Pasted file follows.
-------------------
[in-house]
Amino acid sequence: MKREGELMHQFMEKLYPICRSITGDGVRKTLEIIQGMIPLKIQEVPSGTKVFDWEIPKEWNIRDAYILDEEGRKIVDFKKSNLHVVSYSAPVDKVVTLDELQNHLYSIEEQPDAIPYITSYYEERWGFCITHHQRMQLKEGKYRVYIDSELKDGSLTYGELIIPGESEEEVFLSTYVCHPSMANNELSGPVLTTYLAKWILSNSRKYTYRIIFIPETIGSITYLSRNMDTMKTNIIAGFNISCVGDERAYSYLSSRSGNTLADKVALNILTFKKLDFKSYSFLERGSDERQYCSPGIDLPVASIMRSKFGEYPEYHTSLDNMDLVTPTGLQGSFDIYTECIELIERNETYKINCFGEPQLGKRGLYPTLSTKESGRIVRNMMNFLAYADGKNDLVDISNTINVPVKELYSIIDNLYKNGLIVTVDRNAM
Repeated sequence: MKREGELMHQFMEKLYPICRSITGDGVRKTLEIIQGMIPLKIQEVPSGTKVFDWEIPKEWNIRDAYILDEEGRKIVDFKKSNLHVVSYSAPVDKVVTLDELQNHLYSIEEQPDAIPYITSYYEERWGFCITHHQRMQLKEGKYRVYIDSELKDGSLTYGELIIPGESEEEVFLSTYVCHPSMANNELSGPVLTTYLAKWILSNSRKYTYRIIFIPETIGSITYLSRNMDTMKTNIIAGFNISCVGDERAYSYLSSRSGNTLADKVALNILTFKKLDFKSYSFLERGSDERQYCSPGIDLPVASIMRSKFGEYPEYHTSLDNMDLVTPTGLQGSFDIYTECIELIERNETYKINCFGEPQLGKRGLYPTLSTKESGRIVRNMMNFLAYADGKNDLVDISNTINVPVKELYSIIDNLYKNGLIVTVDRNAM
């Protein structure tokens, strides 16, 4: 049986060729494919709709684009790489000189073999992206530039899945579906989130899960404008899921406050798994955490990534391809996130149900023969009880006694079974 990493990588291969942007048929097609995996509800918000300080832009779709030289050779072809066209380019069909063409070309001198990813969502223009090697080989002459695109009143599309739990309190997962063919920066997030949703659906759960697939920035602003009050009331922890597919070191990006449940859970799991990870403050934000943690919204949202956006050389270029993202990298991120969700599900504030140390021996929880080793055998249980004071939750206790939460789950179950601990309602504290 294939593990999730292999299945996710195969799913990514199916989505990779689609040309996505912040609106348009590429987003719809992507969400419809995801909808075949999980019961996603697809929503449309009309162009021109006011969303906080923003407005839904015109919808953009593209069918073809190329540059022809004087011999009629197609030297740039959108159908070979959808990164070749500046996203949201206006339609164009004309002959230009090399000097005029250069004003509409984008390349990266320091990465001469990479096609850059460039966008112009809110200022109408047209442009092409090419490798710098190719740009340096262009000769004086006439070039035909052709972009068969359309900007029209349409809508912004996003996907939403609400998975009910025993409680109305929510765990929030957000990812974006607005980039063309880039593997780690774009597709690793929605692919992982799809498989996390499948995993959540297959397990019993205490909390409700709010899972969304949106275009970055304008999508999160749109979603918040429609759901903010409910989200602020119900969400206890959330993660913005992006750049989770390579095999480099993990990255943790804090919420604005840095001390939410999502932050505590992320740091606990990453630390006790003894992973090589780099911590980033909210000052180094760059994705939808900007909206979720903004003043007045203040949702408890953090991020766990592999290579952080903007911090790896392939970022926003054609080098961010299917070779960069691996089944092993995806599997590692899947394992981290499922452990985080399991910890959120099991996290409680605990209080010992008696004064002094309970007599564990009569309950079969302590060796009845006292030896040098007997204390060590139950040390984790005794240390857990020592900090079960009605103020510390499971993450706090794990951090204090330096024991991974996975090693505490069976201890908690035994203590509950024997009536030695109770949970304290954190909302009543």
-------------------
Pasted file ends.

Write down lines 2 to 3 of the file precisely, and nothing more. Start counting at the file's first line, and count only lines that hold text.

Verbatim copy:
Amino acid sequence: MKREGELMHQFMEKLYPICRSITGDGVRKTLEIIQGMIPLKIQEVPSGTKVFDWEIPKEWNIRDAYILDEEGRKIVDFKKSNLHVVSYSAPVDKVVTLDELQNHLYSIEEQPDAIPYITSYYEERWGFCITHHQRMQLKEGKYRVYIDSELKDGSLTYGELIIPGESEEEVFLSTYVCHPSMANNELSGPVLTTYLAKWILSNSRKYTYRIIFIPETIGSITYLSRNMDTMKTNIIAGFNISCVGDERAYSYLSSRSGNTLADKVALNILTFKKLDFKSYSFLERGSDERQYCSPGIDLPVASIMRSKFGEYPEYHTSLDNMDLVTPTGLQGSFDIYTECIELIERNETYKINCFGEPQLGKRGLYPTLSTKESGRIVRNMMNFLAYADGKNDLVDISNTINVPVKELYSIIDNLYKNGLIVTVDRNAM
Repeated sequence: MKREGELMHQFMEKLYPICRSITGDGVRKTLEIIQGMIPLKIQEVPSGTKVFDWEIPKEWNIRDAYILDEEGRKIVDFKKSNLHVVSYSAPVDKVVTLDELQNHLYSIEEQPDAIPYITSYYEERWGFCITHHQRMQLKEGKYRVYIDSELKDGSLTYGELIIPGESEEEVFLSTYVCHPSMANNELSGPVLTTYLAKWILSNSRKYTYRIIFIPETIGSITYLSRNMDTMKTNIIAGFNISCVGDERAYSYLSSRSGNTLADKVALNILTFKKLDFKSYSFLERGSDERQYCSPGIDLPVASIMRSKFGEYPEYHTSLDNMDLVTPTGLQGSFDIYTECIELIERNETYKINCFGEPQLGKRGLYPTLSTKESGRIVRNMMNFLAYADGKNDLVDISNTINVPVKELYSIIDNLYKNGLIVTVDRNAM